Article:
Automatic Balance Calibration System (ABCS)

Automatic Balance Calibration System

Balances may be calibrated either via a manual calibration process or by using the Automatic Balance Calibration System (ABCS); this is the only machine of its type located in the United States. The unique ABCS uses load cells, hydraulic actuators, and a computer control and data acquisition / reduction program to automatically generate an extensive balance calibration in very short time. It is capable of simultaneously loading all six balance components to obtain a third-order, 6 X 96 balance calibration matrix that is more representative of actual in-test load conditions than a calibration produced by manual loading. In addition, calibrations can be tailored for expected test loads.

The Automatic Balance Calibration System (ABCS) is capable of fully characterizing the coefficients of a six component internal strain gage balance in just a few hours. The advantage to automated loadings of the balance is the ability to fully calibrate the balance without the need to reposition the balance and the ability to reduce bias from the calibration process. The unique ability of the ABCS to apply any combination of loads allows it to apply any calibration load schedule, which includes six component wind tunnel test load combinations to validate the performance of the balance in actual test type conditions.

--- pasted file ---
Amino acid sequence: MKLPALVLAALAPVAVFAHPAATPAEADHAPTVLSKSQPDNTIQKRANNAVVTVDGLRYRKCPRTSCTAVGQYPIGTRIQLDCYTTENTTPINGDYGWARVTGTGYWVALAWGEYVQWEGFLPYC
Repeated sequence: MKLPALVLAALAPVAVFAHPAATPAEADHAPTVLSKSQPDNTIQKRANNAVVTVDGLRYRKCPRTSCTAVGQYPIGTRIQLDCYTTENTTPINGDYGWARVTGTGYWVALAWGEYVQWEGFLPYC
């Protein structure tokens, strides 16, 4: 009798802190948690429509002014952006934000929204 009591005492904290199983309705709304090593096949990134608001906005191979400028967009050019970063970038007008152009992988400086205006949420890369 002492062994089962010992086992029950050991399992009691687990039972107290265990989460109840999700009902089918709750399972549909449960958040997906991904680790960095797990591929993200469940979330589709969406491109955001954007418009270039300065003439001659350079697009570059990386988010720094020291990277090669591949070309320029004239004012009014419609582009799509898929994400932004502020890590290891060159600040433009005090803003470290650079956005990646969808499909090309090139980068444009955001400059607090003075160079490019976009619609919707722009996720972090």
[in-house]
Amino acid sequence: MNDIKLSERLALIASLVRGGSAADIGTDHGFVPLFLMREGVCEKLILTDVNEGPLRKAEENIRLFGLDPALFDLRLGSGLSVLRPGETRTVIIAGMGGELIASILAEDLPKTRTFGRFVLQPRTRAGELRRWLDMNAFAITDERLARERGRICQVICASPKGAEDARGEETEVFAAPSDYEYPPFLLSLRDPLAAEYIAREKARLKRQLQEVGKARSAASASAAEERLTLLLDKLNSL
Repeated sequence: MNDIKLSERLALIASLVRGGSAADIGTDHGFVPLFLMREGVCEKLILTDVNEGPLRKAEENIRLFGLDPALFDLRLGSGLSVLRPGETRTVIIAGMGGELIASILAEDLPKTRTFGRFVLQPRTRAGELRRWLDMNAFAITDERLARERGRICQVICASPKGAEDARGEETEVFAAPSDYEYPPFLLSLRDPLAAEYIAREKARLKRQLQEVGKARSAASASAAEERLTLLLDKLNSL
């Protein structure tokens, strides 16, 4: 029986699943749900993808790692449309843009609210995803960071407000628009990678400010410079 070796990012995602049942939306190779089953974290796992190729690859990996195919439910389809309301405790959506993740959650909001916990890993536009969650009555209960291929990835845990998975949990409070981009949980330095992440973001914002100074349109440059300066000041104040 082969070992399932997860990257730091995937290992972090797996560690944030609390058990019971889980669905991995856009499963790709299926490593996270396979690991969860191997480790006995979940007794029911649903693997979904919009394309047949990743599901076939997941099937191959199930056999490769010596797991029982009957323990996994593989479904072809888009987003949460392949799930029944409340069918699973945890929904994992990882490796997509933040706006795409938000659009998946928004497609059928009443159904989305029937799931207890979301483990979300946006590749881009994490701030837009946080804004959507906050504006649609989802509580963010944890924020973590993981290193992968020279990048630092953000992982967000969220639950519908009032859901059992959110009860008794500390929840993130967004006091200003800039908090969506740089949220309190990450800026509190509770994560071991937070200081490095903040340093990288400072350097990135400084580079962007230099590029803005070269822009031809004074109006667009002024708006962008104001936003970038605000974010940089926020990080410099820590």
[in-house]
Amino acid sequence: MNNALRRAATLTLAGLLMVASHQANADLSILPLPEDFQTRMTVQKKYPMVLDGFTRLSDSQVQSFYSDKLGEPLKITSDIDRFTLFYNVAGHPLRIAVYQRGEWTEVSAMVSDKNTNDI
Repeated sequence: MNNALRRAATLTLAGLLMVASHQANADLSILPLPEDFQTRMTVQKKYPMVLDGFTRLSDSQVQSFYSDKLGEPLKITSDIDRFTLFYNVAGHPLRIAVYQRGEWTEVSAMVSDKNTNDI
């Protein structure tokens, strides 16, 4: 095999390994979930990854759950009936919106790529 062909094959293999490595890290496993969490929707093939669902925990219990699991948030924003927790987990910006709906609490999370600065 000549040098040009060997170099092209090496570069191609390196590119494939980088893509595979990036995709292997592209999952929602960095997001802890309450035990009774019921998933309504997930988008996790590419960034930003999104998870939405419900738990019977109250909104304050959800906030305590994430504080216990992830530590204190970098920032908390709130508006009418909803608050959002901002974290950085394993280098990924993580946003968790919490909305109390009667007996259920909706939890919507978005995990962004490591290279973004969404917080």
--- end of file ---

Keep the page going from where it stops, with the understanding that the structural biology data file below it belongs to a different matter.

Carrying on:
Some of the benefits of this system include:

  • Full Six Component combined loadings
  • Calibrations represent true test conditions
  • Affordable, high accuracy calibrations in less time
  • Conforms to AIAA Recommended National Balance Calibration Standards Formats
  • Fully Automated
  • 2~3 days vs. 4-6 weeks for manual calibration

Automatic Balance Calibration System

The load cells are changed to match the load range of the balance, by matching the load range for each balance the machine is able to provide increased resolution and accuracy for a wide range of balances. A second load adapter accommodates smaller balances with lighter loads. We have been able to characterize balances from .65 inches in diameter with very low loads to balances up to 8 inches in diameter that require the full capacity of the ABCS.

The balance is attached to a calibration body that is installed into the ABCS load adapter. The load adapter’s three reference surfaces X,Y and Z define the BMC location versus the applied loads. The calibration body is held in place with sliding wedges on the top and bolts on the side. The clamping action holds the calibration body firmly in place against the reference surfaces.